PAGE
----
SOAS University of London

Japan & Korea Section, Department of East Asian Languages & Culture

Owen Stampton

BA (Sheffield), MA (AKS)
  • Research

Overview

Owen Stampton
Name:
Owen Stampton
Email address:
Thesis title:
A Study on Sino-Korean Poetry of the Enlightenment Era
Year of Study:
started 2018
Internal Supervisors

Biography

After completing a BA in Korean Studies at the University of Sheffield including a year at Yonsei University in Seoul, I returned to South Korea to undertake a masters degree in modern and classical Korean literature at the Academy of Korean Studies (AKS). During my masters, I gravitated towards research on Korean poetry, particularly poetry written in older styles of Korean literary language. After 4 years based at AKS I came back to the UK to start my PhD on Sino-Korean poetry of the Enlightenment era.

PhD Research

My current PhD research at SOAS focuses on Sino-Korean poetry or Hansi 한시 漢詩, namely Korean poetry written in literary Chinese, during the enlightenment era (1880 - 1910). My research puts specific emphasis on poetry that appeared in print media - newspapers, literary coteries and student magazines from 1900 to 1910.

The core tenet of my research is to redefine Sino-Korean poetry’s place in modern Korean literary history. At the turn of the century, classical and literary Chinese or Hanmun 한문 漢文came to be seen a dated relic and a hindrance that would hold Korea back as it faced a new world of development and international exchange. Korean literary history books and school textbooks often maintain the narrative that literary Chinese was left behind, disappearing from use as the Joseon Dynasty came to an end.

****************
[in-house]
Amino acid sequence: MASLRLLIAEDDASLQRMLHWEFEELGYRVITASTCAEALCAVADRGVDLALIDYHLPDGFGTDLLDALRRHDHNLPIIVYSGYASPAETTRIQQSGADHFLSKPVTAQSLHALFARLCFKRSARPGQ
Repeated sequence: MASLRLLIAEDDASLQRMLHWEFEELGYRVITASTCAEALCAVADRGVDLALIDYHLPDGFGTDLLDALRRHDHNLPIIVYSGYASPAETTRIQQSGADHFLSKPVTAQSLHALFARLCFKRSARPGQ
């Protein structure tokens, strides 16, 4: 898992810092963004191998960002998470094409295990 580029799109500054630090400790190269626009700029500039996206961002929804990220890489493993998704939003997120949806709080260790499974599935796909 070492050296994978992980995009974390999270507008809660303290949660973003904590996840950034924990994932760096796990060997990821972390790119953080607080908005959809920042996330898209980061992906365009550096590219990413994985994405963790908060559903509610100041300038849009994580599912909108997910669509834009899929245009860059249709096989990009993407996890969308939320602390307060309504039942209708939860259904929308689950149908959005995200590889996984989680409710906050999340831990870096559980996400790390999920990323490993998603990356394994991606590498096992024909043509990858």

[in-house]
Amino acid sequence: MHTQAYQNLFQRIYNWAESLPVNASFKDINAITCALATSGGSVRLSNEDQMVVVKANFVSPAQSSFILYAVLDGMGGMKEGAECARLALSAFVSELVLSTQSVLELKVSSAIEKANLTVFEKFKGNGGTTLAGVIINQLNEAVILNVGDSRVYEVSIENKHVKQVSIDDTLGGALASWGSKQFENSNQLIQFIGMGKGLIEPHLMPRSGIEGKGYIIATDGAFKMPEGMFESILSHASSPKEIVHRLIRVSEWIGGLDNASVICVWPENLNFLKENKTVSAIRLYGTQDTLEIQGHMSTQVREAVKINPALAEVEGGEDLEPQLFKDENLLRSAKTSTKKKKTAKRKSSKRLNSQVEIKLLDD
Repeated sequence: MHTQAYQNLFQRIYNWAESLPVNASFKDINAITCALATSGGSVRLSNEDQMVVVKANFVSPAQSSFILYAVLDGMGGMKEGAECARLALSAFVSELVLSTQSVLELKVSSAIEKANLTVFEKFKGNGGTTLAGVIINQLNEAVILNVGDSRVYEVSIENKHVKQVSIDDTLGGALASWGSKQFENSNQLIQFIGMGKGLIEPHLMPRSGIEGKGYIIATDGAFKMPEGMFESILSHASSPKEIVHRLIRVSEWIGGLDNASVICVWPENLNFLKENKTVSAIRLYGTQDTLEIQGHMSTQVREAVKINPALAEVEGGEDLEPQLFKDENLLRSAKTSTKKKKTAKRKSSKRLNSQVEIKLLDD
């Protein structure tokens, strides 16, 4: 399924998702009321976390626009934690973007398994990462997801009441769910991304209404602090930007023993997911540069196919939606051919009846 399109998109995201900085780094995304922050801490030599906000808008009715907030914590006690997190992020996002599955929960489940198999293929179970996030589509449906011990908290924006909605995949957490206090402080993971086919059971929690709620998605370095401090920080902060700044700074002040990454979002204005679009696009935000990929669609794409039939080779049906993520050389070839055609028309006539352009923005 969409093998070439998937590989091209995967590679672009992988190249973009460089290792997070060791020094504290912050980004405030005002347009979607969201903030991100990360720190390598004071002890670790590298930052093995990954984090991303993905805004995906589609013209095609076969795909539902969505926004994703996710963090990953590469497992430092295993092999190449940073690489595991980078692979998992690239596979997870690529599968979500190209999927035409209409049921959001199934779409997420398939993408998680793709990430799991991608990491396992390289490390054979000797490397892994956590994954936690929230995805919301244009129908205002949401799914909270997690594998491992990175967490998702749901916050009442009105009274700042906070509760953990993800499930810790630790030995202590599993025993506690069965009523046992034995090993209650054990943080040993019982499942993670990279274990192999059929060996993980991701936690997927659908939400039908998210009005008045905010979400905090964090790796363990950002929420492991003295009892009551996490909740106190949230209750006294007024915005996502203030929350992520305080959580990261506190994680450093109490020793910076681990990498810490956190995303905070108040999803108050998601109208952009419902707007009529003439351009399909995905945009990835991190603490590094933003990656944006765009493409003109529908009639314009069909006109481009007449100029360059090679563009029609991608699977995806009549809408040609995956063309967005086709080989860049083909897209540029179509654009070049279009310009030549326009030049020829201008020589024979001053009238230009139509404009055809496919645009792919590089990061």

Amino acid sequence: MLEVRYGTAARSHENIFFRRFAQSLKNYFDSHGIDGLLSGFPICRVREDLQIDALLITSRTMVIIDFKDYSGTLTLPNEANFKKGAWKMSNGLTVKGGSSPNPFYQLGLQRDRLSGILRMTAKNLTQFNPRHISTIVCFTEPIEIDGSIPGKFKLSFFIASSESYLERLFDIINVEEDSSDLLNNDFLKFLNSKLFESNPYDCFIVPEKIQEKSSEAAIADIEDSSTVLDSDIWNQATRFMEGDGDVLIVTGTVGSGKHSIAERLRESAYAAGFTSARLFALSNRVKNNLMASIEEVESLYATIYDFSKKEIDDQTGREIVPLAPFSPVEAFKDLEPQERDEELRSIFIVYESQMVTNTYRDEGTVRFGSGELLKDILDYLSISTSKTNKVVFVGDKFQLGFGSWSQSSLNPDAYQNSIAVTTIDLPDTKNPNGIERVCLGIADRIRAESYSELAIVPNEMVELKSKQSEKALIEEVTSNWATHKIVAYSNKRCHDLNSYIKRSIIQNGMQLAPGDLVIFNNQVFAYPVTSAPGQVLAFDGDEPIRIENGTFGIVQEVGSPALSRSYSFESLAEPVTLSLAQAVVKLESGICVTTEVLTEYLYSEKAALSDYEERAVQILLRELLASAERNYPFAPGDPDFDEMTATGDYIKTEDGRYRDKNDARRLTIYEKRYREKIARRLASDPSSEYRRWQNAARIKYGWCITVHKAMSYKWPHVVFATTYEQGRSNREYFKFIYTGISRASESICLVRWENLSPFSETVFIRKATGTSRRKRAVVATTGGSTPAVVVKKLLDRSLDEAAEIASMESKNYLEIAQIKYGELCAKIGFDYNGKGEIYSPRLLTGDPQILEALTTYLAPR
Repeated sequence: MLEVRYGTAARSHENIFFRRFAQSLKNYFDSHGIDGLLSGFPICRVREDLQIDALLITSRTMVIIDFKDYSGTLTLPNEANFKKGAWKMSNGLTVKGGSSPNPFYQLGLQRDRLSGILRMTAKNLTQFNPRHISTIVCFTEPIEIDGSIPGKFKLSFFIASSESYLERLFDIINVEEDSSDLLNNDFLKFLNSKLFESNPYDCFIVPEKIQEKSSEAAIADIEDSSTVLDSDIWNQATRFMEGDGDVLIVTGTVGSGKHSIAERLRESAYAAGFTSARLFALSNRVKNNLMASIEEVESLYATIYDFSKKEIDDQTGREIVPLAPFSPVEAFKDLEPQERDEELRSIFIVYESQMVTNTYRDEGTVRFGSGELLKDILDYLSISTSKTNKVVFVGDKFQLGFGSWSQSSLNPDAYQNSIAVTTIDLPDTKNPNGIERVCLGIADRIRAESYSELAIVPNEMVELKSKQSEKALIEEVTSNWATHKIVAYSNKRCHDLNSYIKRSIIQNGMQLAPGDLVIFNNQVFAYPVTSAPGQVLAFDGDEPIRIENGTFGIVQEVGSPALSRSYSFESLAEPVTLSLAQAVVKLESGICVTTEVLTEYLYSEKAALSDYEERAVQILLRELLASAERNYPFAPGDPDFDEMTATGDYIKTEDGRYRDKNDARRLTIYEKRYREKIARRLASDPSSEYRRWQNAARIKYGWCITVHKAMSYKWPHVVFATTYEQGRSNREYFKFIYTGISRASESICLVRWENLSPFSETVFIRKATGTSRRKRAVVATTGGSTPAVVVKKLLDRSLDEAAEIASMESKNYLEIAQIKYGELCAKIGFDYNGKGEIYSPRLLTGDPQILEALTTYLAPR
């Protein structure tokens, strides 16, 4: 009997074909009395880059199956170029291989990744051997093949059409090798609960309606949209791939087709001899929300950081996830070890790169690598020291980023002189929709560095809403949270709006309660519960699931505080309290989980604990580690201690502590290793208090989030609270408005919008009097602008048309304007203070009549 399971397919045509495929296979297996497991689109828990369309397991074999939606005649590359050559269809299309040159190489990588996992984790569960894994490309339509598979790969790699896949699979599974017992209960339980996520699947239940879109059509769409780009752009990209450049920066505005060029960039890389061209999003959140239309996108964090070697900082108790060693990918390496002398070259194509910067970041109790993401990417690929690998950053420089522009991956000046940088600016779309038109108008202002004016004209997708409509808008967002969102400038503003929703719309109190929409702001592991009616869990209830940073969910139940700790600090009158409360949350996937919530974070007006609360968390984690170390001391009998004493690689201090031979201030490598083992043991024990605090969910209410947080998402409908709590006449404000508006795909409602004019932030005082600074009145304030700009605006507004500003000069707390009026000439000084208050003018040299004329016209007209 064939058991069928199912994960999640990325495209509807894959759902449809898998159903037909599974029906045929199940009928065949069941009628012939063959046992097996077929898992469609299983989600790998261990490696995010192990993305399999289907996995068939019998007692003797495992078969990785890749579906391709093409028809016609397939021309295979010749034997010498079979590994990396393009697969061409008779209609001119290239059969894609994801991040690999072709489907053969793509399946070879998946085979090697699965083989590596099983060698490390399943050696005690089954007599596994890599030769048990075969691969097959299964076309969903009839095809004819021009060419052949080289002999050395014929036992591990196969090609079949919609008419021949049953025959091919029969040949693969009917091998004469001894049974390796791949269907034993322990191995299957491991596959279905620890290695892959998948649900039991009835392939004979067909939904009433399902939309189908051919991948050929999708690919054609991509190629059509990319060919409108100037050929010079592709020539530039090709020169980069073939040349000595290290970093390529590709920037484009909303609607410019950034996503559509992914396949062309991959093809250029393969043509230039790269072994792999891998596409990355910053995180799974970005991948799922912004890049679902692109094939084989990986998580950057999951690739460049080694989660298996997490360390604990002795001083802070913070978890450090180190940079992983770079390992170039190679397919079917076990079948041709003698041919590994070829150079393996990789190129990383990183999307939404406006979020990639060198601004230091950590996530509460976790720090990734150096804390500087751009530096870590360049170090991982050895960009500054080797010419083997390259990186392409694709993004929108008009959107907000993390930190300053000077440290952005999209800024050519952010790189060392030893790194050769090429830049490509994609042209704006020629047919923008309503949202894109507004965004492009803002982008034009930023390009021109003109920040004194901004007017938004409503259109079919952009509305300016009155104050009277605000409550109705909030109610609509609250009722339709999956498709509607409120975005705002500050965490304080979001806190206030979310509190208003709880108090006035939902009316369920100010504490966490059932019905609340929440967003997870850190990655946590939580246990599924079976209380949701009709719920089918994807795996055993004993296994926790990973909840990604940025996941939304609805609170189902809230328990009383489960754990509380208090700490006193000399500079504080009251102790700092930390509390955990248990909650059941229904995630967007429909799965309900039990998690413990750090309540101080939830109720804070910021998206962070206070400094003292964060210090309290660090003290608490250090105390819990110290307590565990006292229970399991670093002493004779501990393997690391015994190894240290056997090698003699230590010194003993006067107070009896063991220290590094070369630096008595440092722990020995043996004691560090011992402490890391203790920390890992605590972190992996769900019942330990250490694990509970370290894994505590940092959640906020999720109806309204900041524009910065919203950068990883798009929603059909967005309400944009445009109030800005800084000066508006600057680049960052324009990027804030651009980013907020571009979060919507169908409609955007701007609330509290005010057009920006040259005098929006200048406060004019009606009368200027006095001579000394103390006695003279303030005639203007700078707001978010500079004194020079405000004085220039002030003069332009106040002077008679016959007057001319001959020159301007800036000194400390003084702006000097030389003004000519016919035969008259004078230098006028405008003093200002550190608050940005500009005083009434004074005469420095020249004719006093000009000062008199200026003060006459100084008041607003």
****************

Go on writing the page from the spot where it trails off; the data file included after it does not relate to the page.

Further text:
Textual evidence, however, demonstrates that poetry written in literary Chinese actually continued to have significant popularity, appearing in a variety of publications as recently as the 1940s - this fact remains almost unknown. It can be argued that this style of poetry, still today thought of as being inherently linked to the past, actually showed signs of change and adaption as Korea transitioned to a new, ‘modern’ era.

My current research seeks to answer a number of broad questions surrounding the redefinition of modern Korean poetic history and canon formation and ideology, with the greater aim of bringing this unexplored topic in English language scholarship to a broader audience interested in Korean literature.

Affiliations

  • SOAS Centre of Korean Studies
  • Korea Foundation
  • Academy of Korean Studies

Research

  • Modern and Classical Korean Prose and Verse
  • Modern Korean Stage Drama
  • Literature of the Sinosphere
  • Classical Chinese Studies